This week in politics: RNC breaks another record, builds on fundraising advantage

US President Donald Trump speaks at the Republican National Committee winter meeting at the Trump International Hotel in Washington, DC on February 1, 2018. /

The Republican National Committee raised $14.2 million in July — the most it has ever raised in that month in a non-presidential year — bringing its total haul for the cycle to $227.2 million. Despite historic odds and voter enthusiasm favoring Democrats, the RNC is finding record-setting support among its donors, according to numbers shared first with CBS News. The RNC raised more in July of this year than it did in 2010 and 2014 combined.

“We’ve used our unprecedented grassroots support to build the biggest field program we’ve ever had to defend our House and Senate majorities,” RNC Chairwoman Ronna McDaniel said in a statement to CBS News. “History might be against us, but we’re making sure every voter knows we’re the party of results. All the Democrats have is resistance.”

After transferring 8 million dollars split evenly between the National Republican Senatorial Committee (NRSC) and the National Republican Congressional Committee (NRCC) in July, the RNC started August with $41.9 million cash-on-hand and no debt.

According to its last FEC report at the end of June, the RNC had more than five times as much in the bank as the Democratic National Committee.

Democrats court West Virginians with pre-existing conditions

On Tuesday, President Trump will head to West Virginia, home to one of the most competitive Senate races in the country. Republicans are setting their sights on flipping incumbent Democratic Sen. Joe Manchin’s seat in a state that Mr. Trump won by nearly 42 percentage points in 2016 and where his approval rating remains high. A Gallup poll following Mr. Trump’s first year in office found that he received his highest approval ratings in 2017 from West Virginians.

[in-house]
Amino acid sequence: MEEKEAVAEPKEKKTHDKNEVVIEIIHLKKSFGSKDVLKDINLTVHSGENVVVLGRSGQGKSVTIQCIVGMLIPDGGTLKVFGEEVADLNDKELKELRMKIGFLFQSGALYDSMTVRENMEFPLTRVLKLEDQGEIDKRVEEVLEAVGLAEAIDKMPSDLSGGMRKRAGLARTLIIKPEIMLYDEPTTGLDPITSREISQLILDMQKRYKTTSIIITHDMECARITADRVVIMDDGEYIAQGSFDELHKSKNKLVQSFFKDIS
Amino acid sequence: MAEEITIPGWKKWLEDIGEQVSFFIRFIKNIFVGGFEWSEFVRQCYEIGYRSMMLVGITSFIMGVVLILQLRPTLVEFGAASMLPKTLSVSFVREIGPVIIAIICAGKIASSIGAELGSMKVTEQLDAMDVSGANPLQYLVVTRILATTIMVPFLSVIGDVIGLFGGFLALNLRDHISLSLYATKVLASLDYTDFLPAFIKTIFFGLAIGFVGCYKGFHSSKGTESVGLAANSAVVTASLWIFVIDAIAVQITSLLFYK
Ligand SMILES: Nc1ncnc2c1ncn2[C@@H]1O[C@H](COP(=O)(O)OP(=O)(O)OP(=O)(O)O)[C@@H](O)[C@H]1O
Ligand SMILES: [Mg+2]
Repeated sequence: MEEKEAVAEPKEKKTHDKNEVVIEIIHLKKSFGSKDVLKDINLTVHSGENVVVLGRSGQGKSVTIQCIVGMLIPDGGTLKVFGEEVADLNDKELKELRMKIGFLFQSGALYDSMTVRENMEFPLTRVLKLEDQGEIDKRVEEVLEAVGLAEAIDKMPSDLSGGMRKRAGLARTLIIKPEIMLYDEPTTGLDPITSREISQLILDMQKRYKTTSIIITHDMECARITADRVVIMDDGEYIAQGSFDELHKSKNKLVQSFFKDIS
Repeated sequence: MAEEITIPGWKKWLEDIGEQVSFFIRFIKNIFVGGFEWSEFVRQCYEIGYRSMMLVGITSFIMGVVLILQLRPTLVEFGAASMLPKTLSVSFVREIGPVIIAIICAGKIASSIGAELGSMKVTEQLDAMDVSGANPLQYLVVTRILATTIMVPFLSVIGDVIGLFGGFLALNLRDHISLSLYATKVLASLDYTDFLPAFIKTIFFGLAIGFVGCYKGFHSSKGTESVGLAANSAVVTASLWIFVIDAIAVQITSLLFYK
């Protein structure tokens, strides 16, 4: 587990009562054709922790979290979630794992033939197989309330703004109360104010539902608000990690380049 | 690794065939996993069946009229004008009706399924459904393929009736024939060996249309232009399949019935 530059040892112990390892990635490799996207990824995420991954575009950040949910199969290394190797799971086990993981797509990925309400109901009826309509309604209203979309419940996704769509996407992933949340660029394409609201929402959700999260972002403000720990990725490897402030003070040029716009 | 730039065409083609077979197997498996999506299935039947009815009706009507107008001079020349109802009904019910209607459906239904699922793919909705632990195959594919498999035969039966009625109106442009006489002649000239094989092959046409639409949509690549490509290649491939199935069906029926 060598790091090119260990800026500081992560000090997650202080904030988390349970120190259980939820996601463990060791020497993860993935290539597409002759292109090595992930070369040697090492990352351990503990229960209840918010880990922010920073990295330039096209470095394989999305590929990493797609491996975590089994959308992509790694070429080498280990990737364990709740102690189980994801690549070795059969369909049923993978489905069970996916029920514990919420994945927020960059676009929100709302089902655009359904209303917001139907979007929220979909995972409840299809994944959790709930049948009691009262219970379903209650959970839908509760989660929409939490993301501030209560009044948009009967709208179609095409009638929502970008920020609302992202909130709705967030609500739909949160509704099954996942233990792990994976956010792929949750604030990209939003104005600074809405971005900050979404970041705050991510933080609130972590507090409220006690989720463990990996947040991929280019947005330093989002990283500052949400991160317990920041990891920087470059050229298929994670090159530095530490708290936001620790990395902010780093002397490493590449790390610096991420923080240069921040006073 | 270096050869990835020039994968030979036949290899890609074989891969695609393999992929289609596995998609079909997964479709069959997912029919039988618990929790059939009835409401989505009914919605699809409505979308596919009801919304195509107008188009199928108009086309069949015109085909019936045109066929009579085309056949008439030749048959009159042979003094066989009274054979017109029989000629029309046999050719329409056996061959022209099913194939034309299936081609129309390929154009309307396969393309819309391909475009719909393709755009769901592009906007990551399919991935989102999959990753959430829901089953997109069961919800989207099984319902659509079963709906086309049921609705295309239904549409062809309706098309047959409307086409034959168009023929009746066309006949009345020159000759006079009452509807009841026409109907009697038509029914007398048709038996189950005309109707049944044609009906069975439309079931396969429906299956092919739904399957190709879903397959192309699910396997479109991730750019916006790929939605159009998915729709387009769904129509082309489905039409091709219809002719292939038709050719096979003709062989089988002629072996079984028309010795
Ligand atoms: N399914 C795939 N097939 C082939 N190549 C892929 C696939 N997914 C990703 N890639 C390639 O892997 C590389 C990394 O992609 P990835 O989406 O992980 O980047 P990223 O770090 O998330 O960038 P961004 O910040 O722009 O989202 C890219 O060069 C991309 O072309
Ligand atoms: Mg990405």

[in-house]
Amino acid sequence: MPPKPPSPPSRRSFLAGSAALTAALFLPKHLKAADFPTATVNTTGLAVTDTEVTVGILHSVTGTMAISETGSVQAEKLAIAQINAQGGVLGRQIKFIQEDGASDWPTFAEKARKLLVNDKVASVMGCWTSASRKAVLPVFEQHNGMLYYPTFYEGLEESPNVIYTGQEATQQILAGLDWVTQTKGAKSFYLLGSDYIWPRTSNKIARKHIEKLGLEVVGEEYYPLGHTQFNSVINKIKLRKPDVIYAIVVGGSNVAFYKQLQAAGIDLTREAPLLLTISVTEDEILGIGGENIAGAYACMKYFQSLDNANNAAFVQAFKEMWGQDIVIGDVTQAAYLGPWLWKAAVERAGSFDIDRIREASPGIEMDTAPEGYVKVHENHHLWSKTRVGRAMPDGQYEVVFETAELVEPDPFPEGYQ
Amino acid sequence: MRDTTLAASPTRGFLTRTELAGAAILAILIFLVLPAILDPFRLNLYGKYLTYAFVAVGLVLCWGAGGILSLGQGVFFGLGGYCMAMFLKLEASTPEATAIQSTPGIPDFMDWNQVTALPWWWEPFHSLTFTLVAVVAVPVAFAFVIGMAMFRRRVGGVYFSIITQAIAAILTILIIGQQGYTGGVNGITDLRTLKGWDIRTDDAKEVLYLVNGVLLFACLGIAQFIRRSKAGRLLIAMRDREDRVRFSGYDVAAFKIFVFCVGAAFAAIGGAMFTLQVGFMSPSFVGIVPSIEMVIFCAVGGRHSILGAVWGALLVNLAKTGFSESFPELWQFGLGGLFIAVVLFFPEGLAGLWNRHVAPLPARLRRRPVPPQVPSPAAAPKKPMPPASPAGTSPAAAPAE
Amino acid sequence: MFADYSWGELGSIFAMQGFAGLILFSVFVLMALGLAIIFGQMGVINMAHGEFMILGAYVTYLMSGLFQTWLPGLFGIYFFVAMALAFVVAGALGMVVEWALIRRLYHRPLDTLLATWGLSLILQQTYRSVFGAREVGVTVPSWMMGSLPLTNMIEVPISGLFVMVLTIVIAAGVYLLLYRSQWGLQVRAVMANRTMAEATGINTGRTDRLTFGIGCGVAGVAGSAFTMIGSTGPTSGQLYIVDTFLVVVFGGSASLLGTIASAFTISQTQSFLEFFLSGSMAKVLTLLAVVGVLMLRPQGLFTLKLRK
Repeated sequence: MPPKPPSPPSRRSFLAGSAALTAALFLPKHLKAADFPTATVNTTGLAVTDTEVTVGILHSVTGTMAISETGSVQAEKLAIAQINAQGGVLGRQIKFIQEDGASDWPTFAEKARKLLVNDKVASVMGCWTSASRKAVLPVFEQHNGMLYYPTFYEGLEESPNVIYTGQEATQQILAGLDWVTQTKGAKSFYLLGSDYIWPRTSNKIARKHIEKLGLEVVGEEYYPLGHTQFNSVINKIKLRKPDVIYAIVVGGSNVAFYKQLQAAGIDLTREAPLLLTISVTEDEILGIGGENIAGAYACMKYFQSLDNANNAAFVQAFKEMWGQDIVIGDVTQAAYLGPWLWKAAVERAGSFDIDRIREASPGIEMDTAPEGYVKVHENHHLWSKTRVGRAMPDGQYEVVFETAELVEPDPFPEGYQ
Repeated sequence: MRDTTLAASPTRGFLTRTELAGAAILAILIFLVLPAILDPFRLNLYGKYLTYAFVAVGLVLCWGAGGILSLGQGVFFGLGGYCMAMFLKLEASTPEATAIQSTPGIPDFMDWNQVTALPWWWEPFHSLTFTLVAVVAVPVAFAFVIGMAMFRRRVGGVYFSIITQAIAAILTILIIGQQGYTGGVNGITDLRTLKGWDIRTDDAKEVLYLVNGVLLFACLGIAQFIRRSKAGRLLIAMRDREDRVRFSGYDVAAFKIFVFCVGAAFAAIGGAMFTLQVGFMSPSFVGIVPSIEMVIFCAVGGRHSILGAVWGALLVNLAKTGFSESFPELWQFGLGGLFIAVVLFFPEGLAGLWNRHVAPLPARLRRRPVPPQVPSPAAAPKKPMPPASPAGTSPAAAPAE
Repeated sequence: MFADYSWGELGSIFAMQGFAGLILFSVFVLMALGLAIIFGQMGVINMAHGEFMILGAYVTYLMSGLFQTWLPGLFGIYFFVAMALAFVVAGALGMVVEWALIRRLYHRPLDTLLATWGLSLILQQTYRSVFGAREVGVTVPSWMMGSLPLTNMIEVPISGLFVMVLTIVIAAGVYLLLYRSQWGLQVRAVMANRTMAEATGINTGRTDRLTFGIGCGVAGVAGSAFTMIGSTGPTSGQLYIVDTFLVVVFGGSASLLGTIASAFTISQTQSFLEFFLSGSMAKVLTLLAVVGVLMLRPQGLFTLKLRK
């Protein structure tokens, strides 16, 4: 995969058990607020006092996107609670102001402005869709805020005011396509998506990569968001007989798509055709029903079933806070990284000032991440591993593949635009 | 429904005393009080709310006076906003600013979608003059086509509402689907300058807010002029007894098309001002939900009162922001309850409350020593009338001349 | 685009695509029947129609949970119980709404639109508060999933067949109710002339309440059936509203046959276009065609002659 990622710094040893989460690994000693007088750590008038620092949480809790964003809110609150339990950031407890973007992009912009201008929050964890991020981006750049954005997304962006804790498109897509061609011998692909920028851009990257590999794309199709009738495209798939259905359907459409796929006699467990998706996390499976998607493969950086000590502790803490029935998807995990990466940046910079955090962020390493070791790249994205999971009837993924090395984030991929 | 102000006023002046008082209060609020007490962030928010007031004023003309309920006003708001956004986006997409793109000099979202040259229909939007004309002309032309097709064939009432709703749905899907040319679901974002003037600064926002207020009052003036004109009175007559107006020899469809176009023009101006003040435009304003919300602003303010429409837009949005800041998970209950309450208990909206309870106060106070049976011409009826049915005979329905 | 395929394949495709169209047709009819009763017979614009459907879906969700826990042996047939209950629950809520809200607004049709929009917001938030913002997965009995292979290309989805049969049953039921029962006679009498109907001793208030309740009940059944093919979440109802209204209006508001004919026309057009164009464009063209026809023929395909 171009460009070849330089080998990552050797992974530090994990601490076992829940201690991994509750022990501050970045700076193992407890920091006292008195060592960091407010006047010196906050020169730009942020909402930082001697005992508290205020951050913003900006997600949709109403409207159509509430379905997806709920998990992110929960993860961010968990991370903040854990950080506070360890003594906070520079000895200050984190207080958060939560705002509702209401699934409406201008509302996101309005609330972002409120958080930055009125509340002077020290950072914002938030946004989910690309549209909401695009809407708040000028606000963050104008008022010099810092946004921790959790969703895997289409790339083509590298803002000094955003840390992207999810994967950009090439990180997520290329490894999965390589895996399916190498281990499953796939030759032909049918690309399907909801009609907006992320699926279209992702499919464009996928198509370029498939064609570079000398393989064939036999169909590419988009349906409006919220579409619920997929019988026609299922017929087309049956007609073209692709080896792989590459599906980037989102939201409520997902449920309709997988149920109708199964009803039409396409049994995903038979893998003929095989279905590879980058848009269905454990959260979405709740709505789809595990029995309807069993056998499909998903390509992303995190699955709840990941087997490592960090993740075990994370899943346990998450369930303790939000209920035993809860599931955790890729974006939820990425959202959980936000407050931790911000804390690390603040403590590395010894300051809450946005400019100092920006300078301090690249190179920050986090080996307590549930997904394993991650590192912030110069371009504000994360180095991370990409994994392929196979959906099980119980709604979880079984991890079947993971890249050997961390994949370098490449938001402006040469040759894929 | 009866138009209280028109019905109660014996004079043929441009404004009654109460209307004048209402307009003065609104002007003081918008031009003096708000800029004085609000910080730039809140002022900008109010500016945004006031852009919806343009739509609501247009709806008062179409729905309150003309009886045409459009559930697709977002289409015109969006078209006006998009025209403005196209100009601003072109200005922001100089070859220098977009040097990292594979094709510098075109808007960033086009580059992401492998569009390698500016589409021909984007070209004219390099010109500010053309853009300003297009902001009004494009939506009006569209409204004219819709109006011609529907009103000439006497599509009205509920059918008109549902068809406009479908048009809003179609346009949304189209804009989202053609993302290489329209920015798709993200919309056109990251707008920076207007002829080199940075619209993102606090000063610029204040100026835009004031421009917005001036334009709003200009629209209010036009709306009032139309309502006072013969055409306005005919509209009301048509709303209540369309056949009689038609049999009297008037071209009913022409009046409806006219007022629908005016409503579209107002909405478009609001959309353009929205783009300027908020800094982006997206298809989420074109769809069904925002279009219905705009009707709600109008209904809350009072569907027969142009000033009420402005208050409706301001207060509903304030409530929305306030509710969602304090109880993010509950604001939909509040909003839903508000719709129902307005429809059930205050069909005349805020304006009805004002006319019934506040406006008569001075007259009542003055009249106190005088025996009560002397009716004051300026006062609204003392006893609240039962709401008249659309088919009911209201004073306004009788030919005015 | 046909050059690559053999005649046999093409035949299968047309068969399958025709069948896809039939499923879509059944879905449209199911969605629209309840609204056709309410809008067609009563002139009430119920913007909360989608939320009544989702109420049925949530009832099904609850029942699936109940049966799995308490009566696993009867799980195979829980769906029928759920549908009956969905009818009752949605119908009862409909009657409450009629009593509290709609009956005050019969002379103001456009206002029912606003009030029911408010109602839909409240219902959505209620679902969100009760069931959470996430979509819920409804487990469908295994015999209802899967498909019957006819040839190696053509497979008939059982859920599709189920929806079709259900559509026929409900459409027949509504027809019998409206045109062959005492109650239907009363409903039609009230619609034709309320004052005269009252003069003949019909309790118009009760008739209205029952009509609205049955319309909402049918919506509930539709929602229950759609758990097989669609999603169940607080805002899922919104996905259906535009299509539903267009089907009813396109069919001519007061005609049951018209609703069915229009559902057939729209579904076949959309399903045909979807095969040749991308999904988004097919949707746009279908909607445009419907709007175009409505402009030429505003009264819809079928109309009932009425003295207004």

State Attorney General Patrick Morrisey, who is running against Manchin, is tying himself closely to the president and his policies. His campaign issued a memo this past week saying Mr. Trump’s support “has a larger impact in this race than any Senate race in the country.” He is welcoming the President to West Virginia with open arms.

Manchin, however, is betting that this public embrace will backfire. He and his campaign are hoping to convince West Virginia voters that a vote for Morrisey is a vote against coverage for pre-existing conditions.

In a Cabinet meeting on Thursday, Mr. Trump touted the administration’s steady dismantling of Obamacare, saying, “And one of the big things is the individual mandate is gone. We got rid of that. That was from Obamacare. That was, by far, the most unpopular thing in Obamacare. We actually got rid of Obamacare, except for one vote. But…

Leave a Reply

This site uses Akismet to reduce spam. Learn how your comment data is processed.